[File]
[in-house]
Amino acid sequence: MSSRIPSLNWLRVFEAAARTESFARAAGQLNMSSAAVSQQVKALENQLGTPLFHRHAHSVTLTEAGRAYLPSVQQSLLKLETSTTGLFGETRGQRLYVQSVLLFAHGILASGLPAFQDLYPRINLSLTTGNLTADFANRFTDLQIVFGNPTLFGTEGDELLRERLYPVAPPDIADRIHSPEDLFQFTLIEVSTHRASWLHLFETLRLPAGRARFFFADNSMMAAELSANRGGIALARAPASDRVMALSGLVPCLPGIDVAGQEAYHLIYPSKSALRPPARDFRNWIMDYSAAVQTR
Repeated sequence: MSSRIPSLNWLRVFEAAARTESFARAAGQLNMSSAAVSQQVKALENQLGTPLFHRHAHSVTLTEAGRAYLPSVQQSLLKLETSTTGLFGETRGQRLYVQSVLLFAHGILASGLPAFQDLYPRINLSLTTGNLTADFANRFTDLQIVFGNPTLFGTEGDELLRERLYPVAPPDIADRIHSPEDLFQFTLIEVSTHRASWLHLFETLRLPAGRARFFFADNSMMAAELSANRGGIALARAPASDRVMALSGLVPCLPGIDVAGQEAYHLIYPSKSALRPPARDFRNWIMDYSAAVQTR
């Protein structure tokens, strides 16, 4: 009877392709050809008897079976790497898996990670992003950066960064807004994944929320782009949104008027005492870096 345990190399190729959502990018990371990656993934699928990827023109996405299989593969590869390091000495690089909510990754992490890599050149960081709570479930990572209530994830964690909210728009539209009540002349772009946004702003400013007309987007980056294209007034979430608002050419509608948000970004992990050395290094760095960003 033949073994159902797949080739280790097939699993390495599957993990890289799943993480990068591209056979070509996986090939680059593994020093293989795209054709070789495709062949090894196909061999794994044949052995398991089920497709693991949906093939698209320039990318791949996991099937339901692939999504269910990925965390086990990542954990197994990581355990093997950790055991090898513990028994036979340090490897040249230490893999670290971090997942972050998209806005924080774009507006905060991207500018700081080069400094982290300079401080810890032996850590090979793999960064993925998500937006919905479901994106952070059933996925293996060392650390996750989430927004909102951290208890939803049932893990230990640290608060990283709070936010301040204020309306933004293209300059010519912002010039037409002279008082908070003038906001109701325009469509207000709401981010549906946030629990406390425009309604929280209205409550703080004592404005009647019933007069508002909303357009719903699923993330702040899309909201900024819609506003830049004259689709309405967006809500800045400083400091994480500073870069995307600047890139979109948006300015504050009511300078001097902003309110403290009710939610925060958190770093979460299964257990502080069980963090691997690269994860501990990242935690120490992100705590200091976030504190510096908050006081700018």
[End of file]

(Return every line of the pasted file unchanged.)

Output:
[in-house]
Amino acid sequence: MSSRIPSLNWLRVFEAAARTESFARAAGQLNMSSAAVSQQVKALENQLGTPLFHRHAHSVTLTEAGRAYLPSVQQSLLKLETSTTGLFGETRGQRLYVQSVLLFAHGILASGLPAFQDLYPRINLSLTTGNLTADFANRFTDLQIVFGNPTLFGTEGDELLRERLYPVAPPDIADRIHSPEDLFQFTLIEVSTHRASWLHLFETLRLPAGRARFFFADNSMMAAELSANRGGIALARAPASDRVMALSGLVPCLPGIDVAGQEAYHLIYPSKSALRPPARDFRNWIMDYSAAVQTR
Repeated sequence: MSSRIPSLNWLRVFEAAARTESFARAAGQLNMSSAAVSQQVKALENQLGTPLFHRHAHSVTLTEAGRAYLPSVQQSLLKLETSTTGLFGETRGQRLYVQSVLLFAHGILASGLPAFQDLYPRINLSLTTGNLTADFANRFTDLQIVFGNPTLFGTEGDELLRERLYPVAPPDIADRIHSPEDLFQFTLIEVSTHRASWLHLFETLRLPAGRARFFFADNSMMAAELSANRGGIALARAPASDRVMALSGLVPCLPGIDVAGQEAYHLIYPSKSALRPPARDFRNWIMDYSAAVQTR
């Protein structure tokens, strides 16, 4: 009877392709050809008897079976790497898996990670992003950066960064807004994944929320782009949104008027005492870096 345990190399190729959502990018990371990656993934699928990827023109996405299989593969590869390091000495690089909510990754992490890599050149960081709570479930990572209530994830964690909210728009539209009540002349772009946004702003400013007309987007980056294209007034979430608002050419509608948000970004992990050395290094760095960003 033949073994159902797949080739280790097939699993390495599957993990890289799943993480990068591209056979070509996986090939680059593994020093293989795209054709070789495709062949090894196909061999794994044949052995398991089920497709693991949906093939698209320039990318791949996991099937339901692939999504269910990925965390086990990542954990197994990581355990093997950790055991090898513990028994036979340090490897040249230490893999670290971090997942972050998209806005924080774009507006905060991207500018700081080069400094982290300079401080810890032996850590090979793999960064993925998500937006919905479901994106952070059933996925293996060392650390996750989430927004909102951290208890939803049932893990230990640290608060990283709070936010301040204020309306933004293209300059010519912002010039037409002279008082908070003038906001109701325009469509207000709401981010549906946030629990406390425009309604929280209205409550703080004592404005009647019933007069508002909303357009719903699923993330702040899309909201900024819609506003830049004259689709309405967006809500800045400083400091994480500073870069995307600047890139979109948006300015504050009511300078001097902003309110403290009710939610925060958190770093979460299964257990502080069980963090691997690269994860501990990242935690120490992100705590200091976030504190510096908050006081700018």